Overall, appraisals of the English occupation in Scotland have received a level of positive approbation, and escaped a degree of condemnation, that would be impossible in an Irish context. The most negative assessments have been put forward by those historians whose concern is less with what happened in the 1650s than the legacy of occupation. Allan Macinnes has asserted that the English invasion created ‘a sense of defeatism that reverberated to the Union of 1707 and beyond’. Christopher Whatley claimed that the occupation was burned into the collective memory of the 1707 generation, whose inability to ignore the experience tacitly undermined the Scottish negotiating position when Queen Anne’s administration demanded a full incorporating union.10 My own sense, as I have argued elsewhere, is that the occupation generated a more ambiguous – and potentially more intriguing – set of responses than defeatism. The next section of the paper considers how the nature of both the invasion and the occupation influenced subsequent interpretations of its historical significance. Cromwell the man seems even more elusive to the reader of Scottish rather than English sources, yet there can be little doubt that the unique character of the occupation was framed, in significant measure, by Cromwell’s own attitudes, beliefs, and behaviour.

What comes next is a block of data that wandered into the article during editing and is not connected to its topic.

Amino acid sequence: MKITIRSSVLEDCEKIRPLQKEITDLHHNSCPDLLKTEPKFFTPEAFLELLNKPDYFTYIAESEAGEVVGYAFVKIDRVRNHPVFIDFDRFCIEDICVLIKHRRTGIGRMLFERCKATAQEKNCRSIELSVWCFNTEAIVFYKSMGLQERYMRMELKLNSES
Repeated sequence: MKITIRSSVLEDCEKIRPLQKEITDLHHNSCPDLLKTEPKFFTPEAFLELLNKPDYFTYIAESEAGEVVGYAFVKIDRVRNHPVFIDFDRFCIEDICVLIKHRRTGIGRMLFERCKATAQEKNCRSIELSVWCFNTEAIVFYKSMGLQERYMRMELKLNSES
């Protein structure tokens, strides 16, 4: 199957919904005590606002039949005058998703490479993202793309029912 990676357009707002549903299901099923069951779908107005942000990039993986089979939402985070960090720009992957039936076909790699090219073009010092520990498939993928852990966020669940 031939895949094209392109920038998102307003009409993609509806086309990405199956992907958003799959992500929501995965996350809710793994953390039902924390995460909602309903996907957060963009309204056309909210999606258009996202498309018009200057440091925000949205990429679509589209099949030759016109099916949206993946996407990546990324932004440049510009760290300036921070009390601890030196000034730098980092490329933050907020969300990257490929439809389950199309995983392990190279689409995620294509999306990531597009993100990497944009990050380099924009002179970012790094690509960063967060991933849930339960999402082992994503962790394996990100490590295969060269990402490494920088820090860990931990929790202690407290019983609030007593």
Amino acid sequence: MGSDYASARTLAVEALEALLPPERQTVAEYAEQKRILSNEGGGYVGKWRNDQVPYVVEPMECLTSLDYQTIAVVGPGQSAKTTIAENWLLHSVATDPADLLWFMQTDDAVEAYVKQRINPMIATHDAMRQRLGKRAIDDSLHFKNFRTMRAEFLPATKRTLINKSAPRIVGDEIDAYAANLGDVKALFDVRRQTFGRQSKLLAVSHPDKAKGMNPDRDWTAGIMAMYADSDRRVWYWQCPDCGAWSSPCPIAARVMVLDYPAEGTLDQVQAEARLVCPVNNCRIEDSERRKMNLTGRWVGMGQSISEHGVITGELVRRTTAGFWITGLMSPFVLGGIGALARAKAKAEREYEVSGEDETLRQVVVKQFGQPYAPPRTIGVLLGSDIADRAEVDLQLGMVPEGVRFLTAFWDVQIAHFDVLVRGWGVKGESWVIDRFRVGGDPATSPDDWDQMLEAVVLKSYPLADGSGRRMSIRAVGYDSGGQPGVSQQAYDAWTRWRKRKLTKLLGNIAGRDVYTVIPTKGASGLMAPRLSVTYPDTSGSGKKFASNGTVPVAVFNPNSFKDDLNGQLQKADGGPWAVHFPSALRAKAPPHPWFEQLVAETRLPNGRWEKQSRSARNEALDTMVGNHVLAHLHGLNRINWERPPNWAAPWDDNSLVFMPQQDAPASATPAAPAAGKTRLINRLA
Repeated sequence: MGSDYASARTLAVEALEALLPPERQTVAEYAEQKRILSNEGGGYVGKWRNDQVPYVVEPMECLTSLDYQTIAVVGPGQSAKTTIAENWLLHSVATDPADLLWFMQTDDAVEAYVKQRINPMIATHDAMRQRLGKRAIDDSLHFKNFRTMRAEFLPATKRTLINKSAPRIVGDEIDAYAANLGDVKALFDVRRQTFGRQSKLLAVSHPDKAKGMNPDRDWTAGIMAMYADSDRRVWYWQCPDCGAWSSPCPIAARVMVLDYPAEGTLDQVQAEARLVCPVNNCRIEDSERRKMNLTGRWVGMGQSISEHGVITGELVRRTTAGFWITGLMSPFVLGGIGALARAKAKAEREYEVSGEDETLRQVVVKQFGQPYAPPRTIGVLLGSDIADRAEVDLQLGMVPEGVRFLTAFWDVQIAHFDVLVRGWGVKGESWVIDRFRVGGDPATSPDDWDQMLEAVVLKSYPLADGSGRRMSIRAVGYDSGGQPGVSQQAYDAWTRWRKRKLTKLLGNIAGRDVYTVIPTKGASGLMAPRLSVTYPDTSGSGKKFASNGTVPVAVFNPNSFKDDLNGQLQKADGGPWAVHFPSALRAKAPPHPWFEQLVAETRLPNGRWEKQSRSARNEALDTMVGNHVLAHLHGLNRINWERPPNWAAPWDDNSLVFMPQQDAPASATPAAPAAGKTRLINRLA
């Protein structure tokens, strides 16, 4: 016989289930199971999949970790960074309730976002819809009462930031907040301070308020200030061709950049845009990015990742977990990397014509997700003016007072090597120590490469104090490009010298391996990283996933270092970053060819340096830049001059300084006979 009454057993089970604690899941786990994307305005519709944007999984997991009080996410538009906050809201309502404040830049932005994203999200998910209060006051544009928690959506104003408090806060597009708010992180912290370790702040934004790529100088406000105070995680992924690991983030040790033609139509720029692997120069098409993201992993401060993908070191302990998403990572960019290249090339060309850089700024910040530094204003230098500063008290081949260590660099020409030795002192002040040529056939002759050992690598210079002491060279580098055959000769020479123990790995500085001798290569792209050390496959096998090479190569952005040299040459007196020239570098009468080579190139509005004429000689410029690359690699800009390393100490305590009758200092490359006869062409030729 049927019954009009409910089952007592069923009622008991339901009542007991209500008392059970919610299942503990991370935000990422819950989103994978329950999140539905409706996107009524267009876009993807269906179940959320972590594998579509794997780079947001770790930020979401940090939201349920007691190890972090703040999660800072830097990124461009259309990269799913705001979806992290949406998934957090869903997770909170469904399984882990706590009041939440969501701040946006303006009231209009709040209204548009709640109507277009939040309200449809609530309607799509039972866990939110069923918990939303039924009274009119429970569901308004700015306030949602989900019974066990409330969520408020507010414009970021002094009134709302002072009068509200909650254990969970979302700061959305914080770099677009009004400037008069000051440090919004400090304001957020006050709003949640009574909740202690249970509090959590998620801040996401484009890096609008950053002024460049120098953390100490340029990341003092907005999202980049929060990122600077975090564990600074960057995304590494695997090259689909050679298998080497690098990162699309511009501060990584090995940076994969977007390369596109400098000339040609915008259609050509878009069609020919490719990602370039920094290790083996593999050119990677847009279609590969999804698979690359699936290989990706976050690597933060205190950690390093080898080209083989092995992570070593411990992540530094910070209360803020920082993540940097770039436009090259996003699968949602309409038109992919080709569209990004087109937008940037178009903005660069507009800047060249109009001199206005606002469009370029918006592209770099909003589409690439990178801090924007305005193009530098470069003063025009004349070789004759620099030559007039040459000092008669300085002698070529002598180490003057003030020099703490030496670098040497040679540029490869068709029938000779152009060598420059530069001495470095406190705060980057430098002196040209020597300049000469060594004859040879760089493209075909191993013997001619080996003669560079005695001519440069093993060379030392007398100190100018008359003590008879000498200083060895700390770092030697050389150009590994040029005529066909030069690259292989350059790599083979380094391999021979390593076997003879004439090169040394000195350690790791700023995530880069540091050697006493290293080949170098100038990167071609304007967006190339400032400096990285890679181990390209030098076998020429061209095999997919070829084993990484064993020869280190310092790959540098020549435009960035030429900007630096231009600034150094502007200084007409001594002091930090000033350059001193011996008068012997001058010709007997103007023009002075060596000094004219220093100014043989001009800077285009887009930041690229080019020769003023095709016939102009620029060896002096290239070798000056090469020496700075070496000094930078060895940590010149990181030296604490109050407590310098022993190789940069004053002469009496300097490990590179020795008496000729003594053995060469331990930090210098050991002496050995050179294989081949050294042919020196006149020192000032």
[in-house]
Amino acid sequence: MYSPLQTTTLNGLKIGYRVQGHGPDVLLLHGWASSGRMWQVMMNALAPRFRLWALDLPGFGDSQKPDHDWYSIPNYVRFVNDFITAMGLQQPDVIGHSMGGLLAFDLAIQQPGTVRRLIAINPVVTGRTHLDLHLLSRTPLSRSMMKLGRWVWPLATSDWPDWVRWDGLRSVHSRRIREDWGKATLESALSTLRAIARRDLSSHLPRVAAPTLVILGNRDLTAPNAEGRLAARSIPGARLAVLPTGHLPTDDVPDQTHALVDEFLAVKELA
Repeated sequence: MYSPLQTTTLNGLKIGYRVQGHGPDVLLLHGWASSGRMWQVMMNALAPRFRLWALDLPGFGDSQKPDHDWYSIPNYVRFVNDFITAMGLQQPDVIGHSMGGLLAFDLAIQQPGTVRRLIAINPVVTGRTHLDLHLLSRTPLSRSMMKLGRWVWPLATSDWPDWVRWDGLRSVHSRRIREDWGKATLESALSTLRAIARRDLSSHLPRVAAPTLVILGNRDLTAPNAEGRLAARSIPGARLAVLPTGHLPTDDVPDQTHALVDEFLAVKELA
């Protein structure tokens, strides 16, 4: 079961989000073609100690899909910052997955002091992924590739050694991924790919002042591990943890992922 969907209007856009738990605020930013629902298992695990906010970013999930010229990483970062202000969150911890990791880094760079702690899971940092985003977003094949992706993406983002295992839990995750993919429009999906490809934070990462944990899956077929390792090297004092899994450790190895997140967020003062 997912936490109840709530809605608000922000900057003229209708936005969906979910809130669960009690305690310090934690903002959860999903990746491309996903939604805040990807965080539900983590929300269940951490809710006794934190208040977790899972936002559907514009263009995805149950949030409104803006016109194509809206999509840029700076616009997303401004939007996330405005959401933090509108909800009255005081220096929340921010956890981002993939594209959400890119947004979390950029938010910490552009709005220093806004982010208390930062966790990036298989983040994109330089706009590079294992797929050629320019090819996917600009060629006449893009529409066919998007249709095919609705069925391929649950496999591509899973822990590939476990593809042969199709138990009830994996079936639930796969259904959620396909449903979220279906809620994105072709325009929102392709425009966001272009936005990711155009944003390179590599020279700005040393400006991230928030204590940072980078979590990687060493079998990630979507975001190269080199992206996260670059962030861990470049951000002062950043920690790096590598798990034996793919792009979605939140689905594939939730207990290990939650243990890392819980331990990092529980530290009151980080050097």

Cromwell’s interactions with Scottish people began, not with the invasion campaign of 1650, but the English civil war. A Scottish army crossed the Tweed in January 1644 at the behest of the English parliament and, for the next three years, Scots and English would fight alongside one another as allies. Almost from those first encounters, however, the Anglo-Scottish relationship was complicated by diverging ideas about the future of the English church. England’s presbyterians saw Scotland providing a model for reform, but others looked with dismay on the prospect of a church as uniform in its disciplinary structures as what had preceded it in the 1630s.Although English independents shared some broad affinities, in doctrine and worship, with presbyterians, they remained fundamentally divided on the extent to which congregations ought to decide their own practices. For presbyterians, independency was the door to schism and heresy, while independents regarded the presbyterian hierarchy as a barrier to true knowledge of God. By the autumn of 1644, the Scottish commissioners then resident in London were beginning to note with alarm the increasing prominence of Oliver Cromwell and his ‘partie’ of independents. Robert Baillie, the presbyterian cleric, summed up how many godly Scots may have felt about this enigmatic individual. He reported that the Englishman was thought to be a ‘wise and active head, universallie well beloved, as religious and stout; being a known Independent, the most of the sojours who loved new ways putt themselves under his command’. Baillie’s fear was that the talented and charismatic Cromwell, rather than the Scottish army, would decide the outcome of the civil war; the prize he sought, to the horror of all presbyterians, was ‘a libertie for all religions’.11